L'hystoire du sainct greaal Qui est le premier liure de la table ronde lequel traicte de plusieurs matières recreatiues. Ensemble la queste dudiet sainct greaal, etc. Paris, 1516-1523.
The History of the Holy Grail, Englisht by Lonelich from the French prose of Sires R. de Borron. Published by the Early English Text Society.
Seynt Graal, or the Sank Ryal. The history of the Holy Graal, by Lonelich. With a reprint of the Romanz de l'estore dou graal. Published by the Roxburghe Club.
Y Seint Greal. Welsh and English edition, translated by Rev. Robert Williams. London, 1876. 8vo.
Le Saint-Graal, ou le Joseph d'Arimathie première branche des Romans de la Table Ronde, publié des Textes et des documents inédits par Hucher. 3 tom. Le Mans, 1875-78. 12mo.
Der Prosaroman von Joseph herausg., von G. Weidner. Leip., 1881.
8vo. A. Birch Hirschfeld, Die Sage vom Gral, ihre Entwickelung in Frankreich und Deutschland, etc. 1877.
A. Schulz, Parcival-Studien. Leipzig, 1861, etc. 8vo.
L. Kraussold, Die Sage vom heiligen Gral und Parceval. 1878.
F. G. Bergman, The San Gréal. Edinburgh, 1870.
NAMES (pp. 164, 179). Mr. Leith (on the Legend of Tristan, p. 35), gives the following enumeration of forms of name :—Isolde, Yseus, Yseutz, Yseut, Ysseulz, Izeutz, Yseul, Ysou, Ysolt, Isault, Essyllt, Ysoue, Yseult, Iset, Ysalde, Yseuda, Yzeult, Iseulte, Isot, Isodda, Ysoude, Ysonde, Ysote, Isond, Isotta, Iseo, Isawde, Isowde, Isod, Isold, Ysiaut, and Ysoud, to which Hisolda may be added.
Tristan, Tristans, Tristram, Tristrans, Tristant, Tristran, Tritans, Tritan, Tristranz, Tristanz, Tritanz, Tristrant, Trystrem, Trystren, and Trustram.
Mark, March, Marc, Mars, Brangwen, Brangæne, Brengain, Brangian, Branwen, Brangien, Brangweyne, Brangueyn, Brangwyna, Bragwaine, Brangwin, Brangwin, Brangwain, Rual, Rohand, Rhyhawd, Morhoult, Morold, Moraunt, Marlot, Morolt, Morhot, Morogh, Martholwch (cf. Marcolf).
Bron seems to Mr. Leith (on the Legend of Tristan, p. 24), merely a corruption of bran. Mr. Leith, however, does not seem to know the form Hebrons, which also occurs in the Romance texts (see p. 164). Bran he considers is the original Celtic bird of rain and lightning, now personified as a male in Bran the Blessed, now as a female in Branwen. ... The name Bran may, on the one hand, be derived from the Sanscrit Bhuranyu, by the not unusual suppression of the first vowel and of the affix. As the root Char of Bhuranyu shows the u to be really an a, the older Celtic form would thus be perhaps Baran (compounded with “ton" hill, in the Breton Baranton, the name of Ywain's magic fountain). Bhuranyu is a compound of bhurana (i.e. bharana), and yu, and signifies literally “ desirous of carrying." Branwen's rôle in the Tristan legend, as the dispenser of the magic potion, points her out as the feminine personification of the Aryan cloud bird. On the other hand, Bran may be merely the Celtic word for Raven.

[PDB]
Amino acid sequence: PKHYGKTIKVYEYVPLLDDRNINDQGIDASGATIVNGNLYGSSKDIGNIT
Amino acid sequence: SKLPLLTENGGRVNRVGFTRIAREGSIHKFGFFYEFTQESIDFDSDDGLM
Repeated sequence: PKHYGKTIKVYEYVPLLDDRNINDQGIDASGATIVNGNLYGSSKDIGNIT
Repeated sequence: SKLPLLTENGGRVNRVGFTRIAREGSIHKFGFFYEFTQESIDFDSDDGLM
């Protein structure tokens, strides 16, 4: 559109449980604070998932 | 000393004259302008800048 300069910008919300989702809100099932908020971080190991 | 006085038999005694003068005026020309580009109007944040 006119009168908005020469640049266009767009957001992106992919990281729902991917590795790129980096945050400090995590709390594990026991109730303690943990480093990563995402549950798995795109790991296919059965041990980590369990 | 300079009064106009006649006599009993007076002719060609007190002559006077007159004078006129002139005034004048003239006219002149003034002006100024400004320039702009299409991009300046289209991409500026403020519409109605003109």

Lamorat, one of the principal personages in the prose Tristan, is mentioned in one of the songs of the Venetian troubadour, Bartolomeo Zorzi, a fact which shows that the romance was known in Italy prior to 1268. See Der Troubadour B. Zorzi. Emil Levy, Halle, Romania, 1884, p. 483.
Giglan, Guinglain, Gyngelayn, Geynleyn, Gynleyn are but different forms of the Welsh Winwaloen (p. 263), or the Bel Inconnu, in the old French; this epithet Ly beauxs desconnus is found metamorphosed as Lybius Disconius, Giffet le fils Do, of the French poem of Guinglain, and becomes in the prose Gyflroun le fudous. See Romania, Janvier, 1886, pp. 5, 13.
KING ARTHUR (p. 229). In the twelfth century, Gervase of Tilbury (Otia Imperialia Ed. Liebrecht, p. 12) was told by the natives that Arthur was imprisoned in Mongibel ( = Mount Etna), and that the Bishop of Catana's groom once wandered into the Arthurian palace in search of a strayed horse. A variant of the legend is related by Cæsarius Heisterbacensis. The Old French poem of Florian et Florete locates the marvellous palace of Morgan the Fay within Etna. Alexander N. Vesselovsky, Iz Istorii Romana, etc., 1886, p.
117. See also G. Pitré's article, Le Tradizioni Cavalleresche Popolari in Sicilia, Romania, 1884, p. 391. The classic story of the Cretan poet Epimenides who is fabled to have slept for half a century in a cave, will recur to the memory.
MILLES ET Amys (p. 318). Dr. Paul Schwieger (Die Sage von Amis und Amiles, Berlin, Hayn, 1885) approximates the history of Milles and Amys to that of Siegfried and Gunther. In both narratives a friend (or vassal) conquers a wife for his friend (or lord) by replacing him, and is afterwards punished. This general resemblance, however, hardly authorizes the inference of any radical connection between the two stories. The episode (p. 320) of the leper cured by the blood of the children sacrificed for the purpose by the friend may very probably be of Eastern origin, and may have been transmitted through some Byzantine channel. It has been associated with two persons, of whom the tombs are shown at Mortara, in Piedmont (see p. 317), Romania, No. 54, Avril, 1885, p. 318, 19. The Anglo-Norman Amis and Amiloun, with the English version, have been published by Eugen Koelbing, in t. ii. of the Altenglische Bibliothek, in completion of his work published in 1877, and referred to in the note, p. 318, Amis and Amiloun zugleich mit der altfranzözischen Quelle, Heilbronn, 1884. In Juan Timoneda's “Patrañuelo," No. 37, an only son is sacrificed to save a friend's